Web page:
Our present study reports that tourniquet-induced IR (3 h ischemia and 4 h reperfusion) increases mitochondria-derived superoxide production, causes mPTP opening, and induces apoptosis in mouse gastrocnemius muscles. A permeable superoxide dismutase mimetic (tempol) and a mitochondrial antioxidant (CoQ10) significantly inhibit IR-induced mitochondria-derived superoxide overproduction, mPTP opening, and apoptosis. Additionally, an inhibitor of mPTP (CsA) also blunts IR-induced mPTP opening and apoptosis. These results indicate that mitochondria-derived superoxide overproduction is involved in IR-induced apoptosis through promoting mPTP opening in mouse gastrocnemius muscles.
Apoptosis is a form of cell death, which is characterized by morphological and biochemical alterations including cell shrinkage, DNA damage, chromosomal condensation and fragmentation, and activation of caspases (caspase 3, 8, 9, etc.) 
. Although apoptosis has been extensively investigated in many other tissues as a major trigger for IR-induced cell death 
, it is not clear whether apoptosis is involved in IR-induced cell death in skeletal muscle. The findings about IR-induced apoptosis in skeletal muscle are controversial. Using the primary cells isolated from rat skeletal muscles, Wang, et al. have demonstrated that IR causes both necrosis and apoptosis 
. Using isolated rat spinotrapezius muscle preparation, Suzuki, et al. found that an increased incidence of DNA fragmentation occurred during IR 
. However, in a rat lower limb tourniquet-induced IR model, two research groups 
did not find that TUNEL-positive nuclei appear in skeletal muscle during IR. Wang, et al. 
think there are two possibilities to explain the different findings from above two research groups’ observations. First, the tourniquet might not completely stop arterial blood flow during ischemia, and might induce microcirculatory no-flow during reperfusion. Second, false positive or negative results of TUNEL staining sometimes make this technique unable to reflect cellular apoptosis in vivo. However, we do not think either of these is likely to occur in our present study. In the tourniquet-induced mouse IR model used in the present study, blood flow drops to about 2% of baseline during ischemia and recovers to approximately 30% of baseline during reperfusion in the gastrocnemius muscles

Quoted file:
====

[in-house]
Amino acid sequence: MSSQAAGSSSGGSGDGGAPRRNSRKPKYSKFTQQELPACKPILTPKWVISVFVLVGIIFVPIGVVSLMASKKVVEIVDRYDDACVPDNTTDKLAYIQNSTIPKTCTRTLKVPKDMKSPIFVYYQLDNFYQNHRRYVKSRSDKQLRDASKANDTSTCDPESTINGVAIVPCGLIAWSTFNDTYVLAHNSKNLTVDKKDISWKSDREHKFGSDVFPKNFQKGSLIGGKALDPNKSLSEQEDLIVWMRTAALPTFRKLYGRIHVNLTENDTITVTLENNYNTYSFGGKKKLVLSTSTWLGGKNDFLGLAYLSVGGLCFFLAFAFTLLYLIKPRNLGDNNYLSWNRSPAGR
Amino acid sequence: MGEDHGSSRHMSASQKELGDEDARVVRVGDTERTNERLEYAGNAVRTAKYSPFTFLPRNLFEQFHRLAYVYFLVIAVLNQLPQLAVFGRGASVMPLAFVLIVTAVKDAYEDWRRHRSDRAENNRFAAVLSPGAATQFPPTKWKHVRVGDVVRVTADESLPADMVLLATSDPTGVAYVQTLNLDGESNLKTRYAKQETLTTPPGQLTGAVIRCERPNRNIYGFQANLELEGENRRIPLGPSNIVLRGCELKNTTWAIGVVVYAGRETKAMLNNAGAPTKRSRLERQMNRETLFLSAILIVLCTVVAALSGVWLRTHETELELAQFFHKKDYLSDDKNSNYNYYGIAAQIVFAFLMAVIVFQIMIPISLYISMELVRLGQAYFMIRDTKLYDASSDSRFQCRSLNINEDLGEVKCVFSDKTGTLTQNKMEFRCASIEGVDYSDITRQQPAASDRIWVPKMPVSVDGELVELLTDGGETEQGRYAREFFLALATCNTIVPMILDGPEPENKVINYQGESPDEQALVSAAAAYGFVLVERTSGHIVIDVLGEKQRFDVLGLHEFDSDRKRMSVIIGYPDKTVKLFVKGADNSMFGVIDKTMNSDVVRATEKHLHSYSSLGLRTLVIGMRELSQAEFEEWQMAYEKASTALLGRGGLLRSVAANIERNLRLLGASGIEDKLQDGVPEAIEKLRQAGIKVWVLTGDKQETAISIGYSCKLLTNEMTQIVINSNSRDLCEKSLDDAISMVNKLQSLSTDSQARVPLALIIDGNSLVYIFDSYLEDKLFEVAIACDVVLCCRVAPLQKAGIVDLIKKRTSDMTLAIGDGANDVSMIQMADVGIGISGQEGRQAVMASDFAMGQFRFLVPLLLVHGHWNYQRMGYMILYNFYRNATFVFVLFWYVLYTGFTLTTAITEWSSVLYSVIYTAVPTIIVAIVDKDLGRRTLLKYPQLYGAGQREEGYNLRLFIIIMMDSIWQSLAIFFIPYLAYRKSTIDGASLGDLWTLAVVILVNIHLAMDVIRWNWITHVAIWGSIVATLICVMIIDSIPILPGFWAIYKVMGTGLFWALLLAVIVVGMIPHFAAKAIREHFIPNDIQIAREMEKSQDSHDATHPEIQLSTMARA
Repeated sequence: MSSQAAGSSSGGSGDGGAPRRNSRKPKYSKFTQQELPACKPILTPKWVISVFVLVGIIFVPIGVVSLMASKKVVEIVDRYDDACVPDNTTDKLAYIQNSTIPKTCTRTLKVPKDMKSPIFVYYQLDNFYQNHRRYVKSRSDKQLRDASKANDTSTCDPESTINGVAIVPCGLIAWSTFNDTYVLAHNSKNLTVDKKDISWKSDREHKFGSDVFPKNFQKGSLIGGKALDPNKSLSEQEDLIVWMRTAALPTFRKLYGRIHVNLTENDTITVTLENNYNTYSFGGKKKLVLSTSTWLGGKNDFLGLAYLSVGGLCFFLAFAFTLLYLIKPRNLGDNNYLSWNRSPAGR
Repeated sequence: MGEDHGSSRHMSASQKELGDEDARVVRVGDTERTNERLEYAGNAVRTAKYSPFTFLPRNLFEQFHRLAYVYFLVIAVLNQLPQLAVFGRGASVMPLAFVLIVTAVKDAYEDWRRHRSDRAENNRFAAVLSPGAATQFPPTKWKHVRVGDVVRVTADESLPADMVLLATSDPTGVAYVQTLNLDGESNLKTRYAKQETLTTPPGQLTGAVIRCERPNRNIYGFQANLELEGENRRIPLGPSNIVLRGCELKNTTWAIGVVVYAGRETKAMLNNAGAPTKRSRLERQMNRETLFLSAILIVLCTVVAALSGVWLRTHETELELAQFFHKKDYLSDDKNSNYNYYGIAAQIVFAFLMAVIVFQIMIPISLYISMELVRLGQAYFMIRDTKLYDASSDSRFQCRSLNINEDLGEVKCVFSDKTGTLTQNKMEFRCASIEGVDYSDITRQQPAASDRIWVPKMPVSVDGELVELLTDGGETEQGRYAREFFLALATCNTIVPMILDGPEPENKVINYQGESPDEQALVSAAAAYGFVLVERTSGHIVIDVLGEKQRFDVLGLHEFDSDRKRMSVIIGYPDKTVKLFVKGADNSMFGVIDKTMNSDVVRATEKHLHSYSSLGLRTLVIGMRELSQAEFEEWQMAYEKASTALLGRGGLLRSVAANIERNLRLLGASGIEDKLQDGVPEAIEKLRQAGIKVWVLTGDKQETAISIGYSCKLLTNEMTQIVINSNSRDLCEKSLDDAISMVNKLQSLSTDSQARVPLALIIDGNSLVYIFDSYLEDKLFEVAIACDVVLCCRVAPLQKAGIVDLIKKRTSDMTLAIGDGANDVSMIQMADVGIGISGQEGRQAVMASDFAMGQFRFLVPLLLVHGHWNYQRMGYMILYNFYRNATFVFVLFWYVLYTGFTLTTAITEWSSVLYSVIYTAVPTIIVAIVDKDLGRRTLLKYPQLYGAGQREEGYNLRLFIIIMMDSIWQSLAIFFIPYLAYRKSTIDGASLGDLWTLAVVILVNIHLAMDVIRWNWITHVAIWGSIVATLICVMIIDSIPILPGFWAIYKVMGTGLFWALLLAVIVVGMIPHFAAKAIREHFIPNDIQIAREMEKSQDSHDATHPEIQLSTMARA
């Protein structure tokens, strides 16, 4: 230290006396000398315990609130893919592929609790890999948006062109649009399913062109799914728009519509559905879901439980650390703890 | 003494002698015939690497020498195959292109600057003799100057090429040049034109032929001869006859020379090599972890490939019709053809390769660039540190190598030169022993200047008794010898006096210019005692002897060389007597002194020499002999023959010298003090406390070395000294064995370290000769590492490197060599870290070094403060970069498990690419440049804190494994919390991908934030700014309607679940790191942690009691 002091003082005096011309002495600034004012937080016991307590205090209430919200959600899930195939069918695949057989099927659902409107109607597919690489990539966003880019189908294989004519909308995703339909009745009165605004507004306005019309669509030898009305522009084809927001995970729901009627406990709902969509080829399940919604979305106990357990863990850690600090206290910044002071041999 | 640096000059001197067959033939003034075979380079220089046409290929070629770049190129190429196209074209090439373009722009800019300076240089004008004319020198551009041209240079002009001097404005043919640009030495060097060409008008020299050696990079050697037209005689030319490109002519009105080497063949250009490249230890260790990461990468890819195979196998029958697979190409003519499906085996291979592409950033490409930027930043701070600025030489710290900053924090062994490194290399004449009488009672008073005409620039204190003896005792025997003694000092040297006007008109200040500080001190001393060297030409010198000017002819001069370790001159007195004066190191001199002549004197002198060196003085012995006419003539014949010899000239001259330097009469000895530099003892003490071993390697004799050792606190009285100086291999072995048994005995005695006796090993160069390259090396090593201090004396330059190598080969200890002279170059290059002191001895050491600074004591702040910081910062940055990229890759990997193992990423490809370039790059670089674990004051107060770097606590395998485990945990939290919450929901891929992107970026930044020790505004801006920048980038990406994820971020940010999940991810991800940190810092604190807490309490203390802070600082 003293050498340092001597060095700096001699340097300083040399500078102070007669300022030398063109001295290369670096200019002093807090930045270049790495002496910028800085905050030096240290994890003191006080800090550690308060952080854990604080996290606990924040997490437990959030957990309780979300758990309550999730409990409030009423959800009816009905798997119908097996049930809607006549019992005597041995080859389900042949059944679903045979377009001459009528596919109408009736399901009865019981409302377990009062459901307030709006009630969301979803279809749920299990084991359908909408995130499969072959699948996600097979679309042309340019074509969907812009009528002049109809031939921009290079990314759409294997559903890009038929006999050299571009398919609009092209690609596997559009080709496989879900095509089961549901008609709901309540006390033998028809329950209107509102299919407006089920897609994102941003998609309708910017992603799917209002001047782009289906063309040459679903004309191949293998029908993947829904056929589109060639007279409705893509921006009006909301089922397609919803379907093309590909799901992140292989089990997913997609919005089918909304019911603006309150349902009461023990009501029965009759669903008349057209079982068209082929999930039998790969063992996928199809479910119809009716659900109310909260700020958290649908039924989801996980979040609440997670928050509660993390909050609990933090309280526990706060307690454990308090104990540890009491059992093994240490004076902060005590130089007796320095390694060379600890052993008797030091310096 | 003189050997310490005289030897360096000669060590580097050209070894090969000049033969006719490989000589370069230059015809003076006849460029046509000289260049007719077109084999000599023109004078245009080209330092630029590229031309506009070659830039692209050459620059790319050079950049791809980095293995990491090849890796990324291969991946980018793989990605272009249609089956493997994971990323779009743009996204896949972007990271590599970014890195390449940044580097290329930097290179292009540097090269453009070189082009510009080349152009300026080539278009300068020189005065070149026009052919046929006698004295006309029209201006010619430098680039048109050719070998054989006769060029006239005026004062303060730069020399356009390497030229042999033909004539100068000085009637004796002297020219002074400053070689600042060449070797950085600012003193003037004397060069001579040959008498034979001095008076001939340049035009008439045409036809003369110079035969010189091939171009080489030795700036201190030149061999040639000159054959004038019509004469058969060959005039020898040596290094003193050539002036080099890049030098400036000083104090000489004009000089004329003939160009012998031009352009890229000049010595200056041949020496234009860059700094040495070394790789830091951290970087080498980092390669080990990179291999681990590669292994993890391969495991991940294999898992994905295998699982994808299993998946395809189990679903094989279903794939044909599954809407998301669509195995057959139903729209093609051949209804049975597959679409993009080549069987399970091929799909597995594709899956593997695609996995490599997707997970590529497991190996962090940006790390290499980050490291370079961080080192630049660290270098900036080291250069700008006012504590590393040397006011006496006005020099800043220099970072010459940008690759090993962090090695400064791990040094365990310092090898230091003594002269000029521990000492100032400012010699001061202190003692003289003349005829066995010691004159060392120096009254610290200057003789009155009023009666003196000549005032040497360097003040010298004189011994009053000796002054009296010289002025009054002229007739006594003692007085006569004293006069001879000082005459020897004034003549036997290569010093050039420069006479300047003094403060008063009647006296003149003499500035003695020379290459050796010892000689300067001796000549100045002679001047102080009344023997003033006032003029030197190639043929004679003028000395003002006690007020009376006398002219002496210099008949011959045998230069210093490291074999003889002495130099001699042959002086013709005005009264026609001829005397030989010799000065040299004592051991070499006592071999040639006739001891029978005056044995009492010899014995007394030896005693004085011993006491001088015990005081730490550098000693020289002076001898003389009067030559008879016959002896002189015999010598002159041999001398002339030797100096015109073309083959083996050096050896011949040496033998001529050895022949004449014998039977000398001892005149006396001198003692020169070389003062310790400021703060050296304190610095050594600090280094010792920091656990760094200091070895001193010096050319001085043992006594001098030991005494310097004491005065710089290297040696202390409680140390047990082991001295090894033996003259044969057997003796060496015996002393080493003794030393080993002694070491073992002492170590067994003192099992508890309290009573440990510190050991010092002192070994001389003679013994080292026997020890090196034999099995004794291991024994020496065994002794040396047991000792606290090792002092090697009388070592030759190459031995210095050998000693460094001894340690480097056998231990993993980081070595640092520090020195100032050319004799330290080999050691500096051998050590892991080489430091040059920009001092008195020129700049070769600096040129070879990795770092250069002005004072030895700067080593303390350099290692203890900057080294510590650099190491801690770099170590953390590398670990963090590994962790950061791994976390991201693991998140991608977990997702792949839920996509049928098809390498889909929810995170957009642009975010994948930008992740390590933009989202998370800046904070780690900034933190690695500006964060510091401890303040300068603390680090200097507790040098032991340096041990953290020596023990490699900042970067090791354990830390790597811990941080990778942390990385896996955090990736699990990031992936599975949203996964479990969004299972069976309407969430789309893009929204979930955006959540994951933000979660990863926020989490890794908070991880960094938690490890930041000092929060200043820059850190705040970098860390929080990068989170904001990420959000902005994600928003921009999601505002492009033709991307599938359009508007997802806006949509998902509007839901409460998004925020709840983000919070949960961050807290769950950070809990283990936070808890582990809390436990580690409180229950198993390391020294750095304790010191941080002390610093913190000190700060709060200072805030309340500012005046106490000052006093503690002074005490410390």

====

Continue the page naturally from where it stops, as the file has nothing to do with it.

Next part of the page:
. Additionally, we combined a biochemical variable (caspase 9 activity) with TUNEL staining to evaluate apoptosis in all experiments. From our results, we found that tourniquet-induced IR increased the number of TUNEL-positive nuclei and caspase 9 activity in the gastrocnemius muscles (, ), which clearly confirmed that tourniquet-induced IR causes apoptosis in skeletal muscle, besides necrosis 
Although the mechanisms responsible for IR-induced apoptosis are still unclear, much evidence has demonstrated that mitochondrial dysfunction could play a central role in cell death leading to both necrosis and apoptosis in many tissues 
. In particular, mPTP may be involved in IR-induced cell death 
. The mPTP is a non-selective channel to span the inner mitochondrial membrane and predominantly is in a closed state under the physiological condition. Although the role of the mPTP in healthy cells remains unclear, a major consequence of mPTP opening is found that the inner mitochondrial membrane no longer maintains a barrier to protons and all small molecular weight molecules, which dissipates the proton electrochemical gradient, inhibits ATP production, causes the mitochondrial swelling and rupture, finally initiates the apoptotic processes 
.In the present study, tourniquet-induced IR promoted mPTP opening (); and mPTP inhibitor (CsA) significantly inhibited IR-induced mPTP opening and subsequent apoptosis (, , ). These data indicate that mPTP opening also mediates IR-induced cell apoptosis in the skeletal muscles.